February 6, 2018
For the first time in 31 years – or since the Chicago Bears won their only Super Bowl – Congress has passed major tax reform legislation. Since the changes were signed into law in December, CFOs and their teams have been busy understanding the technical aspects of tax reform and the implication to tax expense and liabilities. While this is an important near-term priority, the significance of the Tax Reform Reconciliation Act (TRRA) is actually substantially more far reaching, as it impacts a crucial decision for almost every company: how to deploy its capital. In many cases, a CFO’s organization will need to enhance the information, process and tools to help them answer these questions.
In short, the Act has changed the game. Much lower US tax rates, full deduction of capital expenditures, a territorial tax system, caps on interest and executive compensation deductions, minimum taxes on foreign income, and changes to pass-through provisions fundamentally alter the cash flows and returns of a company’s strategy and investments. These are complex changes with many “puts” and “takes.” For example, a company might cheer the lower US statutory rate, the ability to immediately expense qualified capital expenditures and lower cost access to its foreign earnings. But it might not enjoy paying the one-time tax bill on past foreign earnings, adjusting to the cap on interest deductions and learning a whole new language to avoid such provisions as GILTI and BEAT. Thinking through the strategic implications of these changes and their impact on value will require a new set of rules for the road.
Intrinsic value (i.e. discounted free cash flows) now becomes an even more critical way for a company to evaluate its strategic investments and alternatives. Short hand metrics, such as EBITDA, that don’t account for tax and capital investments are even less accurate proxies today than they were before the Act. Cash flow has always been king and should be measured directly in this new tax world. It is more important than ever for companies to use maximizing cash flow or intrinsic value as the choice criteria for evaluating alternative uses of capital.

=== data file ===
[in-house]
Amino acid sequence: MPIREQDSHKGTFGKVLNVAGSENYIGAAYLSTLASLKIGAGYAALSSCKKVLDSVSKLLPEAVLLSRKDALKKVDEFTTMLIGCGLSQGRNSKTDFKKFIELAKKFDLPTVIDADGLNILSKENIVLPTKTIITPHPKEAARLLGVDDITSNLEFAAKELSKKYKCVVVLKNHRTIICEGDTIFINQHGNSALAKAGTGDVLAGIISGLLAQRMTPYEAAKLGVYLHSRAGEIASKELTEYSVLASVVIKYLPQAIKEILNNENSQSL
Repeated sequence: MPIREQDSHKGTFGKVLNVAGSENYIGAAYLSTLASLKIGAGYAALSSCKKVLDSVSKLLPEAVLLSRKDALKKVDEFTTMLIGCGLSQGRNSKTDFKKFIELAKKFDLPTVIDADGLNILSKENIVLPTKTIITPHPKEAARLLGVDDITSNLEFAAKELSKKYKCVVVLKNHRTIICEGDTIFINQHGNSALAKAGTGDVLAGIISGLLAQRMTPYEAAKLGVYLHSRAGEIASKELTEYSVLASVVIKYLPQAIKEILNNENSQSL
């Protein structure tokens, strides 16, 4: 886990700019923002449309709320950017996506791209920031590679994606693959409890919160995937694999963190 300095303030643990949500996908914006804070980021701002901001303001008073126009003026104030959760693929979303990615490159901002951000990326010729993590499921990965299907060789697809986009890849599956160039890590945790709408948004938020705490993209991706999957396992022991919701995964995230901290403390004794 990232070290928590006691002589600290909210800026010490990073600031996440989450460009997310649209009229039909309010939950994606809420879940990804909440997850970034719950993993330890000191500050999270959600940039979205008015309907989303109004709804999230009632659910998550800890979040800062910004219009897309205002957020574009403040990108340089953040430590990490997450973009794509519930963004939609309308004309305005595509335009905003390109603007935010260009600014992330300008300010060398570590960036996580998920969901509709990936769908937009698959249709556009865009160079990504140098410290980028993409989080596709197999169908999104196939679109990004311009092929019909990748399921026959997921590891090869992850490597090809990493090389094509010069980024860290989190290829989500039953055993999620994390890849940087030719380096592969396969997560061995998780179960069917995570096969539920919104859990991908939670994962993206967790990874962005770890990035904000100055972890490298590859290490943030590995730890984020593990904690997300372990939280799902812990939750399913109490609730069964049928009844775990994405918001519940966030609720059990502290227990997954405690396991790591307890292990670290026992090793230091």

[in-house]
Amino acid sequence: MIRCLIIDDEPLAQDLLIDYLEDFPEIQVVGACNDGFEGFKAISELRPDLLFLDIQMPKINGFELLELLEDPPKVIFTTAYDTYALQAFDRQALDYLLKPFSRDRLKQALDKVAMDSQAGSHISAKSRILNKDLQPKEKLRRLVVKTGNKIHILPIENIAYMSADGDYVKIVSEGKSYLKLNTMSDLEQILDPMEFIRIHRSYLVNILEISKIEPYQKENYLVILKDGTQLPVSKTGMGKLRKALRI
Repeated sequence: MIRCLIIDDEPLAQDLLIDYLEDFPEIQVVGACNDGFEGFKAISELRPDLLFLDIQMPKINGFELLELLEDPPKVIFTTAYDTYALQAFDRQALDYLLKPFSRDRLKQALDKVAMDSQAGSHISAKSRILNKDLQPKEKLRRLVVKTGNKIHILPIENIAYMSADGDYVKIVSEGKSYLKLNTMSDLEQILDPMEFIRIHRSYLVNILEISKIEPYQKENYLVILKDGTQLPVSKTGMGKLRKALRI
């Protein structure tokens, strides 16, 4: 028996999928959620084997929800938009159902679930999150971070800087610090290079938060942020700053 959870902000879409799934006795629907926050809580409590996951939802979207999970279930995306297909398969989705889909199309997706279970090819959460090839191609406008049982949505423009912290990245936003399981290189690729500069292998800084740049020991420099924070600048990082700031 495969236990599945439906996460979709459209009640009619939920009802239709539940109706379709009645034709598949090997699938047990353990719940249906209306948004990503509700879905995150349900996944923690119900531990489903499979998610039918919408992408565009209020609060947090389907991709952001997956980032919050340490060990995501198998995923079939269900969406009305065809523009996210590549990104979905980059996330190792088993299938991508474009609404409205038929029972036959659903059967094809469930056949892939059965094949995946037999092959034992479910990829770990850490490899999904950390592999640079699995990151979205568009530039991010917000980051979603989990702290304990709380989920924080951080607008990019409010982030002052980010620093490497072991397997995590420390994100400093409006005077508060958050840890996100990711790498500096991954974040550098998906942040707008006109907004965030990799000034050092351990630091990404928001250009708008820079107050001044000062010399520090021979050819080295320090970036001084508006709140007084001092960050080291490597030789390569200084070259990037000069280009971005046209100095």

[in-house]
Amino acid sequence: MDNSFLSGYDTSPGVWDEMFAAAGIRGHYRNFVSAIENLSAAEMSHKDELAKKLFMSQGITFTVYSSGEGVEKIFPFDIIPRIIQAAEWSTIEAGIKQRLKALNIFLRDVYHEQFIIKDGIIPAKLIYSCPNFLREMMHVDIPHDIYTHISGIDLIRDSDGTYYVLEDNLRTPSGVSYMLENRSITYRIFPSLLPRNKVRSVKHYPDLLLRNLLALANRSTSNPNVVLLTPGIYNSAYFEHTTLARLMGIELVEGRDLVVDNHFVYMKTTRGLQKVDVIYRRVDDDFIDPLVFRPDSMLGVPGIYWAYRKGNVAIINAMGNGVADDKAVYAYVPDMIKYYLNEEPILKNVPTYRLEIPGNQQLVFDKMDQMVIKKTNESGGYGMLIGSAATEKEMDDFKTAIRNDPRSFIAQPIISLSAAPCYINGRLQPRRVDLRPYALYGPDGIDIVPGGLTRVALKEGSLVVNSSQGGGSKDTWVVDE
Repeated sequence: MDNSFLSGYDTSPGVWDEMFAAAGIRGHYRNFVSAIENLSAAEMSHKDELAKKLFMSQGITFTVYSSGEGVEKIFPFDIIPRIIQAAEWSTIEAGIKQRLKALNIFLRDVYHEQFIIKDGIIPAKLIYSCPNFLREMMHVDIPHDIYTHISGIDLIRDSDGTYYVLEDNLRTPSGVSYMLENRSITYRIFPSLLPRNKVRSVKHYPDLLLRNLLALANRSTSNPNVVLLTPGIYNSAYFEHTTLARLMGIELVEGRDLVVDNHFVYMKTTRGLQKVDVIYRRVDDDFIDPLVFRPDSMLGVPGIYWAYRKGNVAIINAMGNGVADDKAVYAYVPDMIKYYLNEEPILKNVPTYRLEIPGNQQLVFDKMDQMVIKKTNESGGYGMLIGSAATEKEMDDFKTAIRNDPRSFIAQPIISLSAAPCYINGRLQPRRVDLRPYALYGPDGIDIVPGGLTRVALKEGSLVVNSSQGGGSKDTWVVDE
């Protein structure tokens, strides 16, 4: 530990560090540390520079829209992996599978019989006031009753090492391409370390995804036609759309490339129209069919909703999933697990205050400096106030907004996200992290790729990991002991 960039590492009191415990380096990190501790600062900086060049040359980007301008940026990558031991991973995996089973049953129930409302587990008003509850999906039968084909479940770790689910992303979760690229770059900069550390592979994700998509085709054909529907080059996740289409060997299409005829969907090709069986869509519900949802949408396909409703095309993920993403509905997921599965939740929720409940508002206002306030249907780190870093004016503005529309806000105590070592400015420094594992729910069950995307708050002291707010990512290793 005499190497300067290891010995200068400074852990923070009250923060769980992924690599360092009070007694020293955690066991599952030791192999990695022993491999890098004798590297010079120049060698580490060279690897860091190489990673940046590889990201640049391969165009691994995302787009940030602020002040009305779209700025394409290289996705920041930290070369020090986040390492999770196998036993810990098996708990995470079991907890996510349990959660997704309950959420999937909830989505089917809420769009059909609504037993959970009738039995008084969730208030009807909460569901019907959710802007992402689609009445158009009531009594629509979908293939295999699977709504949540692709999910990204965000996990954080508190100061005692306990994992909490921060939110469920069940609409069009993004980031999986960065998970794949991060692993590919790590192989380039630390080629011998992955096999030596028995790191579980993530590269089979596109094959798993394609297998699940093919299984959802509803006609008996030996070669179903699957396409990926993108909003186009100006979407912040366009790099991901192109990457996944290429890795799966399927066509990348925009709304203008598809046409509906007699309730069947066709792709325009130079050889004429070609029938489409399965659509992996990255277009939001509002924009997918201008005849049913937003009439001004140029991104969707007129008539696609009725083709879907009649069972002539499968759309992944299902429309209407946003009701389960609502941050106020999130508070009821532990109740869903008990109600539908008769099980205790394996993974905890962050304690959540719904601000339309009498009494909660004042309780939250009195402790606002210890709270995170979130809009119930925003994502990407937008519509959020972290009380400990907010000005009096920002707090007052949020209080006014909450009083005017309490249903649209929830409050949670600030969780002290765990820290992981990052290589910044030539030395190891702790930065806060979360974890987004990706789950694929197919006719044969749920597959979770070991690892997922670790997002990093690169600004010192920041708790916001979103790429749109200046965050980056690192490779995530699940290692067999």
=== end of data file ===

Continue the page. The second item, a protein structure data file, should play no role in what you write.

Early signs of tax reform’s impact
While tax reform has just recently passed, the capital market impact of tax reform has been progressively felt since Election Day. The prospect of tax reform is clearly not the only driver of market values, but it seems more than a pure coincidence that the S&P 500 was up 23% from Election Day to the date the Act was passed, and the impact on corporate earnings from moving from a 37% effective rate to a 23% effective rate is 22%. Said simply, investors have started to bake the impact of tax reform into company market values.
For example, one retailer’s share price has recently increased by $20 a share. Our analysis indicated that $16 of that increase was a result of the increased cash flows expected as a result of the tax changes, and only $4 was from a better than expected holiday shopping season. As CFOs begin to understand what they plan to do with this cash, they must first determine how much money investors expect the company to return to shareholders. How much does the company have to reinvest in its business? What are investors expecting in terms of returns for this investment?
Where tax reform will require updates
Once CFOs understand investor expectations, they should start to think through where to deploy capital to generate the highest returns. The Act changes the future cash flows and value of the company’s current investments, and management needs to revise its strategy and structure, then update or develop new and enhanced tools to help them evaluate alternative investments and maximize the return on capital. As CFOs perform this analysis, the following information, process and tools will likely need to be updated or developed: